Researchers demonstrate a new method of probing optical near-fields within 1 nm distance from the surface of a nanoscale metal tip. The method is based on rescattering of electrons driven by short laser pulses.
A delegation of academics and PhD students from the Bristol Centre for Functional Nanomaterials (BCFN) has been promoting the University and meeting colleagues in top academic and research institutions in China. The aim was to raise the profile of Bristol and pave the way for student exchange, recruitment, and development of joint research projects.
A team of researchers led by San Francisco State University's Weining Man is the first to build and demonstrate the ability of two-dimensional disordered photonic band gap material, designed to be a platform to control light in unprecedented ways.
While scientists develop new drugs to treat a multitude of conditions, nanotechnology is pushing the boundaries of how we deliver them to patients - targeting delivery to cancer cells and giving a drug dose once a month rather than every day.
A multi-institutional team of engineers has developed a new approach to the fabrication of nanostructures for the semiconductor and magnetic storage industries. This approach combines advanced ink-jet printing technology with self-assembling block copolymers.
Researchers from North Carolina State University have developed a new theoretical model that will speed the development of new nanomaterial alloys that retain their advantageous properties at elevated temperatures.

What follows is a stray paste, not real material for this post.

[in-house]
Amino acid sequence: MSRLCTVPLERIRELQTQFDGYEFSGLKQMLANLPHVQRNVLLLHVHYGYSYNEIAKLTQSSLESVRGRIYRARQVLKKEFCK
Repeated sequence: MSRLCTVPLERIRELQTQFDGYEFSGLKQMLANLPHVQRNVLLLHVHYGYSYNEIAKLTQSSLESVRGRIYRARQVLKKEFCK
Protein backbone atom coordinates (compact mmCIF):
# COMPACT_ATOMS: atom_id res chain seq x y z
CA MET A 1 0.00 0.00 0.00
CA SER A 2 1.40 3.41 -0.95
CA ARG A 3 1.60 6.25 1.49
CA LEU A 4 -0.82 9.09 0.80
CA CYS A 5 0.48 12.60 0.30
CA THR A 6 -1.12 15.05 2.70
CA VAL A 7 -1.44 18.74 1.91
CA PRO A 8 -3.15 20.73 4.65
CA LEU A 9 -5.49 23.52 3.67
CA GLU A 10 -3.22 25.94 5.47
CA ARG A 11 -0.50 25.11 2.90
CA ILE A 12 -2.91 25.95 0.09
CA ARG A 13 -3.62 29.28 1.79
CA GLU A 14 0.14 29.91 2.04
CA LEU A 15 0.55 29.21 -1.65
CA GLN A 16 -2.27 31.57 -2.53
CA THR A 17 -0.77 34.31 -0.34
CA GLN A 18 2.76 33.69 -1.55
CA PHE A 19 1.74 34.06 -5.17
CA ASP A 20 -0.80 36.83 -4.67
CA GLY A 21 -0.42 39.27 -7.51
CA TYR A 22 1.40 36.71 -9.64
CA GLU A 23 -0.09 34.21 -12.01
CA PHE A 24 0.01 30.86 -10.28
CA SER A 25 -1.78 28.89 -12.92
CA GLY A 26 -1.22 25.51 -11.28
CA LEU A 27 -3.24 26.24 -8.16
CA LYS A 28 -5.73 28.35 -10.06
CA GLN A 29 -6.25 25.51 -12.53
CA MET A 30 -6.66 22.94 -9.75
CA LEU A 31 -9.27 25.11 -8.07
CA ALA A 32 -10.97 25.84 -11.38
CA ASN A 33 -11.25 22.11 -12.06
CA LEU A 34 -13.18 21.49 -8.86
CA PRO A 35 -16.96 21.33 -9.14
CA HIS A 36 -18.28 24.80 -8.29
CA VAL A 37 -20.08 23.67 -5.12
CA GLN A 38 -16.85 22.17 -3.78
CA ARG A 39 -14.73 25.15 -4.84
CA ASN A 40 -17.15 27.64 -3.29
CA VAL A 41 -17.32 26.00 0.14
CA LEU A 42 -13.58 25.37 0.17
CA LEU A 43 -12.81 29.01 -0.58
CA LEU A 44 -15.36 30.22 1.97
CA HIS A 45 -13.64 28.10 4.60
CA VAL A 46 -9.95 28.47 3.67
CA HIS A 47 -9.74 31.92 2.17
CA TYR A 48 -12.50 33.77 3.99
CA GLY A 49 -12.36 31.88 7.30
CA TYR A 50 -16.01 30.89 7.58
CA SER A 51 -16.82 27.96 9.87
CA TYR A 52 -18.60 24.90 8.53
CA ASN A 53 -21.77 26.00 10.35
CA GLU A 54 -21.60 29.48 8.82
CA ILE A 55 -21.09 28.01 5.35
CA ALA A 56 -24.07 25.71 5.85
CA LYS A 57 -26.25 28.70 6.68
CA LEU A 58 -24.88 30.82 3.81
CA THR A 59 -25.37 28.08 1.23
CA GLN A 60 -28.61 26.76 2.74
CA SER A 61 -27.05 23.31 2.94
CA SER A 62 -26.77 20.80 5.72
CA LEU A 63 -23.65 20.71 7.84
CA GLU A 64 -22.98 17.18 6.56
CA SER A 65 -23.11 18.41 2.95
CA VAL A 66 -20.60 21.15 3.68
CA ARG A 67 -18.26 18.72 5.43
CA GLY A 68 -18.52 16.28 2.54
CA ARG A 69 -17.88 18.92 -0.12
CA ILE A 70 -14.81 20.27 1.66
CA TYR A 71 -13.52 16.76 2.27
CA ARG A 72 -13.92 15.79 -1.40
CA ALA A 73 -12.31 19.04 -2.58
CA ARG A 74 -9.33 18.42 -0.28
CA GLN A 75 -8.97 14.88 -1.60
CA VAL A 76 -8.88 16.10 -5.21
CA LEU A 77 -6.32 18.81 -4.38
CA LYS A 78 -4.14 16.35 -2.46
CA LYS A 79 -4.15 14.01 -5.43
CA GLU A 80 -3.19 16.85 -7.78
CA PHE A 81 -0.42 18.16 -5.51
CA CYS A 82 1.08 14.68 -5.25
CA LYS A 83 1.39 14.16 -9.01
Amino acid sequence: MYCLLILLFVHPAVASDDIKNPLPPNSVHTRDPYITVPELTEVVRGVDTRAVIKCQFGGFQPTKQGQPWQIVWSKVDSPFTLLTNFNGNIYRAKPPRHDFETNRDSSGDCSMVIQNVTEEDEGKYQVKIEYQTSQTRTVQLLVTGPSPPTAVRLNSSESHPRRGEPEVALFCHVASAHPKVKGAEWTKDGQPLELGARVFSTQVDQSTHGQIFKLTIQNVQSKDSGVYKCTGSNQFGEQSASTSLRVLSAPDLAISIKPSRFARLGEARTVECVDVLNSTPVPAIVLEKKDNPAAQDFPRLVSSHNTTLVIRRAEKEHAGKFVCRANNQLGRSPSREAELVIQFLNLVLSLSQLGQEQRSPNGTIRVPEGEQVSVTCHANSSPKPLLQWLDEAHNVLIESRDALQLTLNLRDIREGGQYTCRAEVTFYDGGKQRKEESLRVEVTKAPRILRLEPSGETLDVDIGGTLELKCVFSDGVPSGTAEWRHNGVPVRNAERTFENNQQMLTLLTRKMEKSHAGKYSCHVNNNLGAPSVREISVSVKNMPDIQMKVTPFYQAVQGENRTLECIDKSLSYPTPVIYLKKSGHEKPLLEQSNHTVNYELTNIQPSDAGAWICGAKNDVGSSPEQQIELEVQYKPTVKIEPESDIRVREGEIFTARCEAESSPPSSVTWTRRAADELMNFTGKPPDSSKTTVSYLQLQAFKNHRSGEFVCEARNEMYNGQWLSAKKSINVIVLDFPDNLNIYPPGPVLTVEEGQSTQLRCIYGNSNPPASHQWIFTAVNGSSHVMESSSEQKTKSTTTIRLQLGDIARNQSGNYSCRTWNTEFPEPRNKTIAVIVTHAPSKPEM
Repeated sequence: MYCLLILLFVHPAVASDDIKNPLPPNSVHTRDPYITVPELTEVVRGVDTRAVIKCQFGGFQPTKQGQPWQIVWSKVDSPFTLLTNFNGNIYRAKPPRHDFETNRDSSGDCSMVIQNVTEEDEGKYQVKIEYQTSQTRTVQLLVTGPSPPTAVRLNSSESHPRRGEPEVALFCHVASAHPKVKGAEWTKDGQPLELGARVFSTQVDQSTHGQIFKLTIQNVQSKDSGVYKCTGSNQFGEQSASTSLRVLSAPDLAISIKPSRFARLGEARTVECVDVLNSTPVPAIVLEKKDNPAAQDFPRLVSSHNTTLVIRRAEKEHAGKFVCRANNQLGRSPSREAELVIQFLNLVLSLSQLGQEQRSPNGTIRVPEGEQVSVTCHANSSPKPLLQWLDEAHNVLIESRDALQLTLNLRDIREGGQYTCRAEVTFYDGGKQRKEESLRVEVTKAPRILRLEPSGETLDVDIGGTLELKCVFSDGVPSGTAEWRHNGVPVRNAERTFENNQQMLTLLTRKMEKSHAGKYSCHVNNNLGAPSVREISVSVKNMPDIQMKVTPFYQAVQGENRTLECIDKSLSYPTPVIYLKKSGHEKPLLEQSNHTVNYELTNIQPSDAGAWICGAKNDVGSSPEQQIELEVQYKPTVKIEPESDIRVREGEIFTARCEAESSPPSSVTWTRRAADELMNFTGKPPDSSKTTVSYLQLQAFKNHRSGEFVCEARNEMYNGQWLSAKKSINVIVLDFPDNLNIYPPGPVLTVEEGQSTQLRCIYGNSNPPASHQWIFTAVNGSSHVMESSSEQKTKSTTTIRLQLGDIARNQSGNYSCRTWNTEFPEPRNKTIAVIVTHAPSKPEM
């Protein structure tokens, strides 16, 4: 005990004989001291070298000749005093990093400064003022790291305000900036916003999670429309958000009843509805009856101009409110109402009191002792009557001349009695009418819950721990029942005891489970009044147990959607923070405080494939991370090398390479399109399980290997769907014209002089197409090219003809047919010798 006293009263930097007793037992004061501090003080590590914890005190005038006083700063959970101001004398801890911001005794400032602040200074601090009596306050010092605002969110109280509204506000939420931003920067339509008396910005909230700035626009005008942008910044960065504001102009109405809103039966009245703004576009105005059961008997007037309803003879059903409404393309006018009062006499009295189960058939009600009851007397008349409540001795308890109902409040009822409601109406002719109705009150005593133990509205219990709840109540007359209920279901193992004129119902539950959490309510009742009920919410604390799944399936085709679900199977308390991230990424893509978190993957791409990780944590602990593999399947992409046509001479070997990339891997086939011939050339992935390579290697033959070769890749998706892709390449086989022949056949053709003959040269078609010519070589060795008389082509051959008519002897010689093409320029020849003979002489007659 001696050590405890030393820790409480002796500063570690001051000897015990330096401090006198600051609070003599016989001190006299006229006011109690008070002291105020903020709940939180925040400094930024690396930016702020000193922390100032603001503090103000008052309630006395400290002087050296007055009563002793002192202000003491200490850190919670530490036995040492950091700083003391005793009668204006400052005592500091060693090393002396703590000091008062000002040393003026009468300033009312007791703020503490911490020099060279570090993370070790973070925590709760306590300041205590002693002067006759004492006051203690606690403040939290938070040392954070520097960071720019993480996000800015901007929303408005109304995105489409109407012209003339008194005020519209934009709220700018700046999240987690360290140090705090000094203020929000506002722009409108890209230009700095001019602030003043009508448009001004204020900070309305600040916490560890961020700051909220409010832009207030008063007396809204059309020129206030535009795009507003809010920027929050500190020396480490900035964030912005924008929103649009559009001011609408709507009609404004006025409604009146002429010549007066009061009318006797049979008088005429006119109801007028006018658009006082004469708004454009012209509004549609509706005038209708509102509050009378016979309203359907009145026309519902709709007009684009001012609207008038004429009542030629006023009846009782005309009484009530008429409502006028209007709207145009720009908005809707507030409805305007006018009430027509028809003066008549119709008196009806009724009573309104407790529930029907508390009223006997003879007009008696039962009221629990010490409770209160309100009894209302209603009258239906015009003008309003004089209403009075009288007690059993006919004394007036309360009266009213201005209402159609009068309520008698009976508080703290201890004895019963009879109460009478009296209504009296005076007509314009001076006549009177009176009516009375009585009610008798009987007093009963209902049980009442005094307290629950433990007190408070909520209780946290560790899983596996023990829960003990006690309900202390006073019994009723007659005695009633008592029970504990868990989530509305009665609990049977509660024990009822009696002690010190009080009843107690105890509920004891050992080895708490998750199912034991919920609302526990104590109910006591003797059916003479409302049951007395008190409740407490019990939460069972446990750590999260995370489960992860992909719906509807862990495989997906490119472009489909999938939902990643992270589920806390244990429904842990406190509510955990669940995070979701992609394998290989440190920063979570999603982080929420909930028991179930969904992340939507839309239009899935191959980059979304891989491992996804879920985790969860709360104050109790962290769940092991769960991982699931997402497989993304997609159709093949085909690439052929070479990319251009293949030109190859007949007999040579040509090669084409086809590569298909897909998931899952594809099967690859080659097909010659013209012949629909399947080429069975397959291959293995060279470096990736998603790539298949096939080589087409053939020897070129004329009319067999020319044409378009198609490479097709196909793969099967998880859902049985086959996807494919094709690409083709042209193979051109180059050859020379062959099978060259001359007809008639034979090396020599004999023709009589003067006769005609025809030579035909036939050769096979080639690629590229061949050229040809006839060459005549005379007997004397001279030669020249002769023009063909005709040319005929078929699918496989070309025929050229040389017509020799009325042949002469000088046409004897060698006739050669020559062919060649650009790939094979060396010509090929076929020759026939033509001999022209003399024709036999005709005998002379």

Carbon nanotubes (CNTs) have been of high interest because of their potential to complement or to replace current biomedical sensor and assay techniques. By taking advantage of their unique electrical and optical properties, CNTs can be integrated into highly sensitive sensors and probes.
Researchers report the first experimental evidence that supports the theory that a soccer ball-shaped nanoparticle commonly called a buckyball is the result of a breakdown of larger structures rather than being built atom-by-atom from ground up.
UT Arlington's Nanotechnology Research and Education Center joined the University's Shimadzu Institute for Research Technologies on Sept. 1 in an effort to better support faculty research, lower operating costs and adapt to user needs.